Ideally, SUVmax in the post-radiation setting would predict the presence of residual or recurrent disease, however factors such as inflammation and other post-radiation effects tend to obscure the predictive nature of SUVmax (7). Indeed, studies that evaluate SUVmax as a prognostic factor in the post-treatment setting have been mixed (8-14). A PET/CT endpoint that increases the distinction between residual tumor and treatment effects would enhance the prognostic capability of PET/CT. We hypothesize that an endpoint based on the volume of hypermetabolic tissue above a given SUV threshold would discriminate between tumor and treatment effect, and thus could improve the prognostic utility of post-radiation PET/CT. The purpose of this study was to 1) explore different metabolic volume based threshold techniques, and 2) to test for association between disease progression and overall survival.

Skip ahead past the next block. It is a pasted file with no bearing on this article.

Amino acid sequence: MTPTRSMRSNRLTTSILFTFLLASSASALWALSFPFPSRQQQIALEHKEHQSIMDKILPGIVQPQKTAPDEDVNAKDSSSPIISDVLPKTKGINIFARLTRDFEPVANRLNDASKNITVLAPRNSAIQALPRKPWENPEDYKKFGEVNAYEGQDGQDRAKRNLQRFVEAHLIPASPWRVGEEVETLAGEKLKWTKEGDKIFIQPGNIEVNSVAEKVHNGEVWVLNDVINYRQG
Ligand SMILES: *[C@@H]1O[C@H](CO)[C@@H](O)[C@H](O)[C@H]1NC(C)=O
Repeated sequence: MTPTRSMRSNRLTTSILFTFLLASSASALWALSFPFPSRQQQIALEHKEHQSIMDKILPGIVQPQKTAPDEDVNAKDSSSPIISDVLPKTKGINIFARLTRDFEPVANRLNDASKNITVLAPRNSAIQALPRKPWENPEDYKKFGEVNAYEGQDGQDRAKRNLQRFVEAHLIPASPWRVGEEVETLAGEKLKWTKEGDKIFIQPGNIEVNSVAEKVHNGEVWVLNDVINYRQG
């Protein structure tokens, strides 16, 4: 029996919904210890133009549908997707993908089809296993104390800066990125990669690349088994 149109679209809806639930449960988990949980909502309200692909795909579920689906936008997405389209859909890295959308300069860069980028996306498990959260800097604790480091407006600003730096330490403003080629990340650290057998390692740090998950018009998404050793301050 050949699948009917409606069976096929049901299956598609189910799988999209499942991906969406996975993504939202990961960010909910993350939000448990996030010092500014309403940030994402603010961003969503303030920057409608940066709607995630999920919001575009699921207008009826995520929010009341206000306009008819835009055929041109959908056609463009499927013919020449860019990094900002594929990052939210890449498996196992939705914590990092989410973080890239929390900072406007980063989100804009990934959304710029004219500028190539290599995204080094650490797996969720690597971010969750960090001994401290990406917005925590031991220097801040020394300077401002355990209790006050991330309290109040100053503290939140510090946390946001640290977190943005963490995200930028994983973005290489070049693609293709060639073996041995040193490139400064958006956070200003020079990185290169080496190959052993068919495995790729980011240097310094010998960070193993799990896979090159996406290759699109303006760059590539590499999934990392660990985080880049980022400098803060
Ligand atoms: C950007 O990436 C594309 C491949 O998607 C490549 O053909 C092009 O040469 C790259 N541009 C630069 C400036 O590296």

After Institutional Review Board approval, we retrospectively reviewed the medical records of all patients with squamous cell HNC who were treated with definitive chemoradiotherapy at Stanford University between February 2003 and October 2007. At our institution, for non-nasopharyngeal HNC, patient treatment response is typically assessed at six to eight weeks after the completion of chemoradiation with clinical exam, endoscopy and cross-sectional imaging studies (either CT or MRI). After this initial assessment, patients with obvious residual disease or tumor progression are considered for biopsy of the primary tumor site or fine needle aspiration (FNA) of a persistently enlarged node. If there is evidence of viable tumor, patients proceed to immediate salvage surgery. In contrast, patients with equivocal findings or no detectable disease are followed with a PET-CT at 10 weeks to 4 months after completion of chemoradiotherapy. For NPC patients, follow up PET-CT is obtained at one to two months after completion of adjuvant chemotherapy. Patients were included in this study if they had both a pre-treatment PET/CT as part of staging or radiation treatment planning, and had a post-treatment PET/CT for follow up within one year of the last day of radiation. Patients were excluded if they had metastatic disease at presentation, prior definitive surgery, or if the post-treatment PET/CT was done at an outside facility or done after histologic confirmation of disease progression. Patients with salivary gland, paranasal sinus, thyroid and skin primary tumors were also excluded. One-hundred and fifty-two patients with locally advanced HNC received PET/CT scans along with radiation during the above study period. Of these patients, 47 met the above criteria, and these patients formed the cohort of this study. Patient characteristics are provided in Table 1.